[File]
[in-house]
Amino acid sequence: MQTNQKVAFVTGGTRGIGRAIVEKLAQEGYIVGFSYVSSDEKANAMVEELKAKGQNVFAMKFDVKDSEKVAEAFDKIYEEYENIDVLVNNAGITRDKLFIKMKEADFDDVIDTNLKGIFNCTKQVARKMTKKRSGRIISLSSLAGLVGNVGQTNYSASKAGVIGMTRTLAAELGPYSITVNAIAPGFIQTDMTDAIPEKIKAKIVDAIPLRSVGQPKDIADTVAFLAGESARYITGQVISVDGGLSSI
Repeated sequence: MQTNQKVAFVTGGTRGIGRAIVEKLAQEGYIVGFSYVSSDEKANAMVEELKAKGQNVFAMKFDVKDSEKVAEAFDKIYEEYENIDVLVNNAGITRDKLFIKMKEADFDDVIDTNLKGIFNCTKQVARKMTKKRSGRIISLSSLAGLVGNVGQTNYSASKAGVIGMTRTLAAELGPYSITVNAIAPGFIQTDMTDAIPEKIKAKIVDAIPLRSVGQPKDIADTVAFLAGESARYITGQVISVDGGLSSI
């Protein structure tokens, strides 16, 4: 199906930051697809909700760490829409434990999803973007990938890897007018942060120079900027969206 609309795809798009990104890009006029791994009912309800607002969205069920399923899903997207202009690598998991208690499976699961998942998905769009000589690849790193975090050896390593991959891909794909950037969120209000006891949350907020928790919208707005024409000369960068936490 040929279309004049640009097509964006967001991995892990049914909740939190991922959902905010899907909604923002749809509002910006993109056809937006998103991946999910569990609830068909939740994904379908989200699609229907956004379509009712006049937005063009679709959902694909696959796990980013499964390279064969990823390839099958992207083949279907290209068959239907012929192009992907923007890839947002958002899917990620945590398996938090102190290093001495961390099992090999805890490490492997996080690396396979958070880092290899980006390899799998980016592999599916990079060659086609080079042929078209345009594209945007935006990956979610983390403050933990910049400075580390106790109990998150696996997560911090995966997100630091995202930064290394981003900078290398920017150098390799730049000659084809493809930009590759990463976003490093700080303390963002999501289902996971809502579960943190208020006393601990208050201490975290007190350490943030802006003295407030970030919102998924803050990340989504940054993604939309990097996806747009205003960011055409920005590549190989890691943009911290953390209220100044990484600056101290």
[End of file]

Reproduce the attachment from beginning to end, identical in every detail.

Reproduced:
[in-house]
Amino acid sequence: MQTNQKVAFVTGGTRGIGRAIVEKLAQEGYIVGFSYVSSDEKANAMVEELKAKGQNVFAMKFDVKDSEKVAEAFDKIYEEYENIDVLVNNAGITRDKLFIKMKEADFDDVIDTNLKGIFNCTKQVARKMTKKRSGRIISLSSLAGLVGNVGQTNYSASKAGVIGMTRTLAAELGPYSITVNAIAPGFIQTDMTDAIPEKIKAKIVDAIPLRSVGQPKDIADTVAFLAGESARYITGQVISVDGGLSSI
Repeated sequence: MQTNQKVAFVTGGTRGIGRAIVEKLAQEGYIVGFSYVSSDEKANAMVEELKAKGQNVFAMKFDVKDSEKVAEAFDKIYEEYENIDVLVNNAGITRDKLFIKMKEADFDDVIDTNLKGIFNCTKQVARKMTKKRSGRIISLSSLAGLVGNVGQTNYSASKAGVIGMTRTLAAELGPYSITVNAIAPGFIQTDMTDAIPEKIKAKIVDAIPLRSVGQPKDIADTVAFLAGESARYITGQVISVDGGLSSI
């Protein structure tokens, strides 16, 4: 199906930051697809909700760490829409434990999803973007990938890897007018942060120079900027969206 609309795809798009990104890009006029791994009912309800607002969205069920399923899903997207202009690598998991208690499976699961998942998905769009000589690849790193975090050896390593991959891909794909950037969120209000006891949350907020928790919208707005024409000369960068936490 040929279309004049640009097509964006967001991995892990049914909740939190991922959902905010899907909604923002749809509002910006993109056809937006998103991946999910569990609830068909939740994904379908989200699609229907956004379509009712006049937005063009679709959902694909696959796990980013499964390279064969990823390839099958992207083949279907290209068959239907012929192009992907923007890839947002958002899917990620945590398996938090102190290093001495961390099992090999805890490490492997996080690396396979958070880092290899980006390899799998980016592999599916990079060659086609080079042929078209345009594209945007935006990956979610983390403050933990910049400075580390106790109990998150696996997560911090995966997100630091995202930064290394981003900078290398920017150098390799730049000659084809493809930009590759990463976003490093700080303390963002999501289902996971809502579960943190208020006393601990208050201490975290007190350490943030802006003295407030970030919102998924803050990340989504940054993604939309990097996806747009205003960011055409920005590549190989890691943009911290953390209220100044990484600056101290």